Green is Universal | Recycling

Recycling

Baggage

By Nicole Walters, GreenisUniversal.com

If you went to grade school with a girl who used oral reports as a forum for environmental issues, chances are you went to grade school with me. Since I can remember, I have been an advocate for the environment. So last year when my project launching hulu ended and the Green is Universal project came across my desk, I jumped at the opportunity. It seemed a natural progression, no? From hand drawn posters of recycling bins and the ozone layer to digital versions of the same… and this way I get to save paper.

Being an advocate and actually being someone who does things to save the environment are two very different things. Launching a website like GreenisUniversal.com shined a light on all of the things that I wasn’t doing, and as my knowledge grew, so did my list of personal commitments.

verde.jpgOne of my first was to remove plastic shopping bags from my life. So I bought this bag. There were lots of other designs to choose from but I liked that this one said “Verde!” instead of “Green!” (I realize it’s the same thing, but when you work on a “green website” about “going green” and all the things you can do to “green your life”, it’s funny, but you start to develop an aversion to the word.)

The first time I used my new bag, I was so proud! It fit what would have been about 3 or 4 plastic bags worth of groceries and slung easily over my shoulder. But that was just a small, stop-by-the-shop-on-the-way-home-from-work, shopping. I live out in the ‘burbs where weekend grocery trips are a major event to some folks. I’ve seen families pack two carts full of food for the week. My family isn’t that big yet, but I knew my single canvas bag was not going to cut it for that weekend’s trip.

Any Project Runway fan whose worth her salt knows how to make a pattern, so I used my Verde! bag as a template and commenced to making 4 more. Don’t ask me how long it took, but now that I’m practiced I’ve decided to make more as gift bags for the coming holiday season to cut out gift wrapping. Actually, now that I think about how long it took, I should get started soon! Since those initial 5 I’ve managed to add a few more to my collection, including a Marks & Spencer bag brought from the UK by my mother-in-law and a Green is Universal bag that conveniently rolls up to a size that fits in my purse.

And after all this effort… I still forget them sometimes! I know I’ve got work to do, but it’s like we say here at Green is Universal – it’s the little things we do that add up to make a big difference. The amount of plastic I’ve reduced in my life is significant to the environment, but in our shrink-wrapped, fast-paced world, there will always be more room to reduce, reuse and recycle.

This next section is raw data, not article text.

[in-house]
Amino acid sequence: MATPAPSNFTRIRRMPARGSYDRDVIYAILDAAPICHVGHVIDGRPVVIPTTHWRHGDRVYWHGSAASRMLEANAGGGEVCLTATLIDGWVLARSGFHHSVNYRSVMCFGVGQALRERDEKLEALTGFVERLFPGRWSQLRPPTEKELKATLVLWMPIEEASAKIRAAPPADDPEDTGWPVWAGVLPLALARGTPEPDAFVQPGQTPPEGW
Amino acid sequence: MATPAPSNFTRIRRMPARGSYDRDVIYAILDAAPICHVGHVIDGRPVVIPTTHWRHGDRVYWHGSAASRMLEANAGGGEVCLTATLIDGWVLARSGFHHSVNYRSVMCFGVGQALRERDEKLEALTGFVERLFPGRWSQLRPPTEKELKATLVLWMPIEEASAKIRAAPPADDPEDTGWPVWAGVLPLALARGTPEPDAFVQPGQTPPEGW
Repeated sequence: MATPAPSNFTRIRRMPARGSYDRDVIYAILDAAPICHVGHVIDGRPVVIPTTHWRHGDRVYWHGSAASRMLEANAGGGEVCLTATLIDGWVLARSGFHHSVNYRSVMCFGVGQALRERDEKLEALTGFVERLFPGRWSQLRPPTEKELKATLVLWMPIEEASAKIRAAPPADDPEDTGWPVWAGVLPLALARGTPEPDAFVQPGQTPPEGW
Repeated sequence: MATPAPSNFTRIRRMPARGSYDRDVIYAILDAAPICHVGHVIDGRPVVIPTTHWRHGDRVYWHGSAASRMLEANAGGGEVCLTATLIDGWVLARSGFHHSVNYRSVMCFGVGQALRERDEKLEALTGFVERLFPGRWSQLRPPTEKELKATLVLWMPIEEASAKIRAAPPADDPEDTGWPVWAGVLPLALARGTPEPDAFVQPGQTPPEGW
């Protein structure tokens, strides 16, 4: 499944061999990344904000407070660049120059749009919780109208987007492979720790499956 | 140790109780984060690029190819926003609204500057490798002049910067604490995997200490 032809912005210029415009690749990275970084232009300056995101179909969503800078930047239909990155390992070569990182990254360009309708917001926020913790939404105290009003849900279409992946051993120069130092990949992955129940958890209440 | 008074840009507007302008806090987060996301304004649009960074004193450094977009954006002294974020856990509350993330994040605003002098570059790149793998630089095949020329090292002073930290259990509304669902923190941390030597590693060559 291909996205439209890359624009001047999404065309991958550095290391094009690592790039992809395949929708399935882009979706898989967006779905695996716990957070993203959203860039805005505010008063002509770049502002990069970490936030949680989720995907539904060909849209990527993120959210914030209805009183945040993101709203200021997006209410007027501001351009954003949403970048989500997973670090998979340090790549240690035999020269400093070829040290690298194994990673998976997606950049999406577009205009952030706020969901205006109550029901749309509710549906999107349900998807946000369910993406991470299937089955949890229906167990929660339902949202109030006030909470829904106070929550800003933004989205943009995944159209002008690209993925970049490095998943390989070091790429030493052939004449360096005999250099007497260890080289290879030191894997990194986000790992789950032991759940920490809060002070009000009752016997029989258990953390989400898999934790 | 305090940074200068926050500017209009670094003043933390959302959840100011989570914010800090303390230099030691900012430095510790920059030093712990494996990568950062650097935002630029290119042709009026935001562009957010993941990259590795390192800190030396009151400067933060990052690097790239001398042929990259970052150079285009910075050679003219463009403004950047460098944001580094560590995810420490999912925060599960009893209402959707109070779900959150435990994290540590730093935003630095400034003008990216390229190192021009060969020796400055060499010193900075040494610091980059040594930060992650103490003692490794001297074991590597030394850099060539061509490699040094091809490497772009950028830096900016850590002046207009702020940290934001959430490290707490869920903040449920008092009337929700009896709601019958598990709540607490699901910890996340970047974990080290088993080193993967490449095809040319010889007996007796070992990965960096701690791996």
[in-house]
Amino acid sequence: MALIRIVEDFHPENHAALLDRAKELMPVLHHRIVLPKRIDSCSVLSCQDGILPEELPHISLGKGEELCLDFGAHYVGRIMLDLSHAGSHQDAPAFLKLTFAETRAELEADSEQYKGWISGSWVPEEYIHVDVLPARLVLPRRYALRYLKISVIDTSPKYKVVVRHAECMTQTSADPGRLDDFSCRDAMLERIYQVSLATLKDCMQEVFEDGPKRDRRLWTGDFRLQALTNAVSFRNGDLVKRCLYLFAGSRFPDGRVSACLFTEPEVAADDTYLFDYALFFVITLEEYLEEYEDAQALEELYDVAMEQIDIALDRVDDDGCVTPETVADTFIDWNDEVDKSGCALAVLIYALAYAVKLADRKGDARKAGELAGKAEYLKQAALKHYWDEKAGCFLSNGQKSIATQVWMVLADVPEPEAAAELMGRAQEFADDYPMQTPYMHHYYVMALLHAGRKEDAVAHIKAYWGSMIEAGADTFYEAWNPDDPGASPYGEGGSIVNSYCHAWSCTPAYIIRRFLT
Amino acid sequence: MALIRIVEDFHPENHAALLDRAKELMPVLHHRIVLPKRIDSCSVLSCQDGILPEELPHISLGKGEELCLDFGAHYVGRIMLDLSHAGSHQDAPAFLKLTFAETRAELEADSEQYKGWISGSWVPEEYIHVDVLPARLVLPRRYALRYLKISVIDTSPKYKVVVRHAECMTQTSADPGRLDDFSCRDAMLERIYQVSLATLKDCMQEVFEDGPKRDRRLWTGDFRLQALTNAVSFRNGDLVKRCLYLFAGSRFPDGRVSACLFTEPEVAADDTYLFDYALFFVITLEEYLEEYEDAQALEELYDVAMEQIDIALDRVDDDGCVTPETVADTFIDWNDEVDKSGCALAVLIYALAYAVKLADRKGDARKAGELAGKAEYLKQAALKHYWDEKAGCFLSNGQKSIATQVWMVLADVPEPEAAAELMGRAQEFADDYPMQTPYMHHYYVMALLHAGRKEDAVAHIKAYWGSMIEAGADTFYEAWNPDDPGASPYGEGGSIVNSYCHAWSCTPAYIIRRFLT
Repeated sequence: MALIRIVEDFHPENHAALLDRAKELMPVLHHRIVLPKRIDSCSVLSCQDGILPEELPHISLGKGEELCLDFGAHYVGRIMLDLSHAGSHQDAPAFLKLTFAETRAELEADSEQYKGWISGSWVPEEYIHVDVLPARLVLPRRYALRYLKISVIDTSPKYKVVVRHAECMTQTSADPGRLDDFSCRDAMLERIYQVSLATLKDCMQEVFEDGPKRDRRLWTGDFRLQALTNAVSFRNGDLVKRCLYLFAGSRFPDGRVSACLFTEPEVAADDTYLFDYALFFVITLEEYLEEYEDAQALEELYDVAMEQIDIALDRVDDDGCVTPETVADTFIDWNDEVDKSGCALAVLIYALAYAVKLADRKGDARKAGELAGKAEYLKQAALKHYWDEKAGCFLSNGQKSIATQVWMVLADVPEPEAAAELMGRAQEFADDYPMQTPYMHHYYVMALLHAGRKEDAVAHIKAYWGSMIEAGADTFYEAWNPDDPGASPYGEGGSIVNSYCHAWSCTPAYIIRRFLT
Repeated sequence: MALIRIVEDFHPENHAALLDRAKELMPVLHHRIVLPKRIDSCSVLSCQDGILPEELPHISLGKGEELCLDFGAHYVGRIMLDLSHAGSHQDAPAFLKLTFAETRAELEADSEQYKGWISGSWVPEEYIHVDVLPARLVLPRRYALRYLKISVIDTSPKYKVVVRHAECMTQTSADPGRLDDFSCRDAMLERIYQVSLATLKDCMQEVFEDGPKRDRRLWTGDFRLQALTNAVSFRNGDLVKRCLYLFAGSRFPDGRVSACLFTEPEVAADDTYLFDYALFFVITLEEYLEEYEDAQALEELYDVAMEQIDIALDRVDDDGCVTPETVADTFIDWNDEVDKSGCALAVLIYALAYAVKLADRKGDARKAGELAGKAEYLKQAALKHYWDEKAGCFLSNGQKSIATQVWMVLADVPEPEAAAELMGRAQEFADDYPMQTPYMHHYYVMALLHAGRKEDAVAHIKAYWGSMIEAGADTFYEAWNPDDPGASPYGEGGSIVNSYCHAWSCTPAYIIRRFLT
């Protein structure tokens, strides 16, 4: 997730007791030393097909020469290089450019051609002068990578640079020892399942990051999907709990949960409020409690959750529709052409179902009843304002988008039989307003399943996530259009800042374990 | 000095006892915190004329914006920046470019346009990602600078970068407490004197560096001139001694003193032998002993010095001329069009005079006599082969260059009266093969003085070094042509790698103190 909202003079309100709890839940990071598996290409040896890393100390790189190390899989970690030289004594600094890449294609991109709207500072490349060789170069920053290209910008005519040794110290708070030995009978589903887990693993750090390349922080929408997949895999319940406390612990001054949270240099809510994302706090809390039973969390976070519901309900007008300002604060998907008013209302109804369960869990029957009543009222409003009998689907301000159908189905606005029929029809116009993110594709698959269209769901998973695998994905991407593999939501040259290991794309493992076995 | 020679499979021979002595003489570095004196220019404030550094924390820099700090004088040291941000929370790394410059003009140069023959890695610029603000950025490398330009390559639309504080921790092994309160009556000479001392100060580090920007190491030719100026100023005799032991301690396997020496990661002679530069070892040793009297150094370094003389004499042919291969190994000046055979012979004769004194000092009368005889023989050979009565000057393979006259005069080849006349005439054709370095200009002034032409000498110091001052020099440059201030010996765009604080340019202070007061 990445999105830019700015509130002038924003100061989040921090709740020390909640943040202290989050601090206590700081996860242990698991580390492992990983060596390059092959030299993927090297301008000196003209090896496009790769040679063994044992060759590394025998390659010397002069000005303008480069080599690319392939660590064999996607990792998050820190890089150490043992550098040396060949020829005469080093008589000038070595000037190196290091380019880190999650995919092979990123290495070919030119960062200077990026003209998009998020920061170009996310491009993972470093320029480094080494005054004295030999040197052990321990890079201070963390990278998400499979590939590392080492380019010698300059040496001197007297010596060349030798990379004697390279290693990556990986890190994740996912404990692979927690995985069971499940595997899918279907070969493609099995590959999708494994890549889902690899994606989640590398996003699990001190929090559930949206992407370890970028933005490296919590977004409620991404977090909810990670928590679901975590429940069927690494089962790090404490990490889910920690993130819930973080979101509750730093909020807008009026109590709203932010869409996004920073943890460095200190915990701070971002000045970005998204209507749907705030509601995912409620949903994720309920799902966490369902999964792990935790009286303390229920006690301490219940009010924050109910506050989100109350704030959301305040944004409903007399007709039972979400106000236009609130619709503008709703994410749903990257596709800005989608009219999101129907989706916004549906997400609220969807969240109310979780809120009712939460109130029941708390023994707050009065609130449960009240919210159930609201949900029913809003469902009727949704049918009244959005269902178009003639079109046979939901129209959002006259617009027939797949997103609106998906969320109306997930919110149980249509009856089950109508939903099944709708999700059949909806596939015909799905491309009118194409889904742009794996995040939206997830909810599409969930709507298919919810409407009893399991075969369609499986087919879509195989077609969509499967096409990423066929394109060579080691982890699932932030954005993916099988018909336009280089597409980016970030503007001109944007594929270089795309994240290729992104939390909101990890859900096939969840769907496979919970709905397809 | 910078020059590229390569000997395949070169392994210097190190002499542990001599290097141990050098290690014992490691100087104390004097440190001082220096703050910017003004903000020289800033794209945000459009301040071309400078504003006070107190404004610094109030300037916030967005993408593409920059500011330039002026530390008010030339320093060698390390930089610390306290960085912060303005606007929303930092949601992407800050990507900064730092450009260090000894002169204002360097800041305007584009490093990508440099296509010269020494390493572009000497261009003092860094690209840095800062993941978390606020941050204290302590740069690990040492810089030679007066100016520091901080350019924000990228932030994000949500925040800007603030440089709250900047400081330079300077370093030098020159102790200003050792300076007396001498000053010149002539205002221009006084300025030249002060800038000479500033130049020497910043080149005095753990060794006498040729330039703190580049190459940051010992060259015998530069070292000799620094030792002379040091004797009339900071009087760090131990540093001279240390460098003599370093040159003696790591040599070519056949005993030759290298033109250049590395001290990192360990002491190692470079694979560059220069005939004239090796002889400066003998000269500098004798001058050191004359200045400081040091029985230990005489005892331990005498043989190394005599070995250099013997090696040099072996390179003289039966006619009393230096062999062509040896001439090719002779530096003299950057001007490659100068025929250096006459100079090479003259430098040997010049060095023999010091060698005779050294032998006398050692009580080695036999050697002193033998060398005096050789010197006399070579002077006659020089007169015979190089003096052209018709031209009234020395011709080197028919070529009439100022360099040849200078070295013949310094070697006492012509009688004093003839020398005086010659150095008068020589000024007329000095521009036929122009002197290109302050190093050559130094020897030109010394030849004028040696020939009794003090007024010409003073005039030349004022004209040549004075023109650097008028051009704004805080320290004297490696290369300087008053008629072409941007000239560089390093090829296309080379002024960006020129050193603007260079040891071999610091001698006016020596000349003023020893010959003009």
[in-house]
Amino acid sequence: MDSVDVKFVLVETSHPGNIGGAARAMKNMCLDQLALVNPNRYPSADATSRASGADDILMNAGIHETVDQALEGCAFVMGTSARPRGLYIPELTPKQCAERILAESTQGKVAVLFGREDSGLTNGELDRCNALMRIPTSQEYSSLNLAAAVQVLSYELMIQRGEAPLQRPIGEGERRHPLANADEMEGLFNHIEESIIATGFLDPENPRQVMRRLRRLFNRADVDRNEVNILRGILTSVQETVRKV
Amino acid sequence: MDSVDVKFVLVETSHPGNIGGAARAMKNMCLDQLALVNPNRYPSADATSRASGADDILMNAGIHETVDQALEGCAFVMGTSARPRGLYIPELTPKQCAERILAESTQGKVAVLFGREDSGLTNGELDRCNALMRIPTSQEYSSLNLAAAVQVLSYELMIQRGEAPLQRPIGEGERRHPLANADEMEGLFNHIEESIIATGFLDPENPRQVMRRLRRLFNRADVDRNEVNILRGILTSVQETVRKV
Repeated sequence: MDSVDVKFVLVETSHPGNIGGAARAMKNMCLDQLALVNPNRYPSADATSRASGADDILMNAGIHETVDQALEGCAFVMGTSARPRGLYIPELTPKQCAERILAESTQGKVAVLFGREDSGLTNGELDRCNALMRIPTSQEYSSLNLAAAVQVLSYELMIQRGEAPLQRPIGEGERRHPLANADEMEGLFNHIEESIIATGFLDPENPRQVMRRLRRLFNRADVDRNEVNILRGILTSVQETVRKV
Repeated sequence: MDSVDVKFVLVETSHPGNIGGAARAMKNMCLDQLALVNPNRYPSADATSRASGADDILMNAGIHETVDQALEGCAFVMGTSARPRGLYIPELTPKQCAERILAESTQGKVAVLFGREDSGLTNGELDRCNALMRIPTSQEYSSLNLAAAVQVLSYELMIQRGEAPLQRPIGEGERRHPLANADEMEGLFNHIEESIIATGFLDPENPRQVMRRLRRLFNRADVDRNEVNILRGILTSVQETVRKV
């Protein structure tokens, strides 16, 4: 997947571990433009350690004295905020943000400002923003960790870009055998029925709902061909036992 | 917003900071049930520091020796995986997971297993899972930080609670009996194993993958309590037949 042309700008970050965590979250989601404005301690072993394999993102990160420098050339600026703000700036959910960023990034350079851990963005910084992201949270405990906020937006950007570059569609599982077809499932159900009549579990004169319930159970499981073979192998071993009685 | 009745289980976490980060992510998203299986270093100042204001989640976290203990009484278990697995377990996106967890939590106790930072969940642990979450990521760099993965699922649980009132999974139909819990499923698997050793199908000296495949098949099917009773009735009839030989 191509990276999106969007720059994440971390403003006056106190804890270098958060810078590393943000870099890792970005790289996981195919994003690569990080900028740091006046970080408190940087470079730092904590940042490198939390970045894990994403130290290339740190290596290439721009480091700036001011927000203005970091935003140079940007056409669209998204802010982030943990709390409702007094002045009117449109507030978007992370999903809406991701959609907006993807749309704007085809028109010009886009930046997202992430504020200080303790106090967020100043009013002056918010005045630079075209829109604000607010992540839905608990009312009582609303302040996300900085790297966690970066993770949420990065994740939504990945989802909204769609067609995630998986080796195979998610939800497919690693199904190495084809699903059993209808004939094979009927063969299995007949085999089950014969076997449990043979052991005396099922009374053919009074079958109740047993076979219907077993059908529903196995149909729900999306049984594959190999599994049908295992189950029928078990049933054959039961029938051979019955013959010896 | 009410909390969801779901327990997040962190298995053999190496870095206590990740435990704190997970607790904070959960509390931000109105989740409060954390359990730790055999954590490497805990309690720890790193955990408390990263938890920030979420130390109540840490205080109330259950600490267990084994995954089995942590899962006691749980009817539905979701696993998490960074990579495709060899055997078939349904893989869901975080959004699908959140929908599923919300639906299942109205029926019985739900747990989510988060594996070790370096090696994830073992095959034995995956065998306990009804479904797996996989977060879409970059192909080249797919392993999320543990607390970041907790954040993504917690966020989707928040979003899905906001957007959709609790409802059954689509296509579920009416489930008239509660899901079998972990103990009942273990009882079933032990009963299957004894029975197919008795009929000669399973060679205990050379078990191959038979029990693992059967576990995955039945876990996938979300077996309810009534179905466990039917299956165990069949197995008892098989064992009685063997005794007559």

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If you can’t Reuse, definitely Recycle

I recently received an email from a friend with all of this recycling advice from The Nature Conservancy and I thought I’d share:

Aerosol cans: pull off the plastic cap, empty the canister completely and recycle with other cans.

Antiperspirant and deodorant sticks: Many brands have a dial on
the bottom that is made of a plastic polymer that’s different from the
plastic used for the container, so you might not be able to recycle the
whole thing (look on the bottom to find out). Tom’s of Maine makes a
deodorant stick composed solely of plastic No. 5.

Backpacks: The American Birding Association accepts donated
backpacks, which its scientists use while tracking neotropical birds (americanbirding.org).

Batteries: Drop off at the recycling center. For car batteries
– almost any retailer selling them will also collect and recycle them.

Bottle Caps: Visit Recycle Caps with Aveda for more information.

Carpeting (nylon fiber): Go to carpetrecovery.org and click on “What can I do with my old carpet?” to find a carpet-reclamation facility near you, or check with your carpet’s
manufacturer.

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A Trashy Solution

dvd_case.jpgOdds are you’ve come into contact with a plastic jewel case, whether at work or at home. Each month over 100,000 pounds of CDs and DVDs become obsolete in the U.S., with a majority headed for the landfill, according to the Environmental Protection Agency (EPA). While reusing the cases for future CDs and DVDs has traditionally been a good way to divert the pesky plastics from being thrown out, NBC Universal is now using an innovative closed-loop recycling process to make 100 percent post consumer recycled paper cases from the 30 Rockefeller Plaza office trash.

So how does it work? With the help of the NBCU facilities team, a compactor in the basement of 30 Rockefeller Plaza has been isolated specifically for NBC Universal paper trash. One week yields approximately 10 tons of paper, which is then picked up by NBCU’s recycling company, IESI, and brought to Pratt Industries on Staten Island. While at Pratt, the paper is sorted, bailed, and pulped. The pulp then enters warm water where it will be deinked, drained, dried, and wound onto a reel. Pratt then takes the material and uses their on-site box plant to create NBCU’s customized DVD cases.

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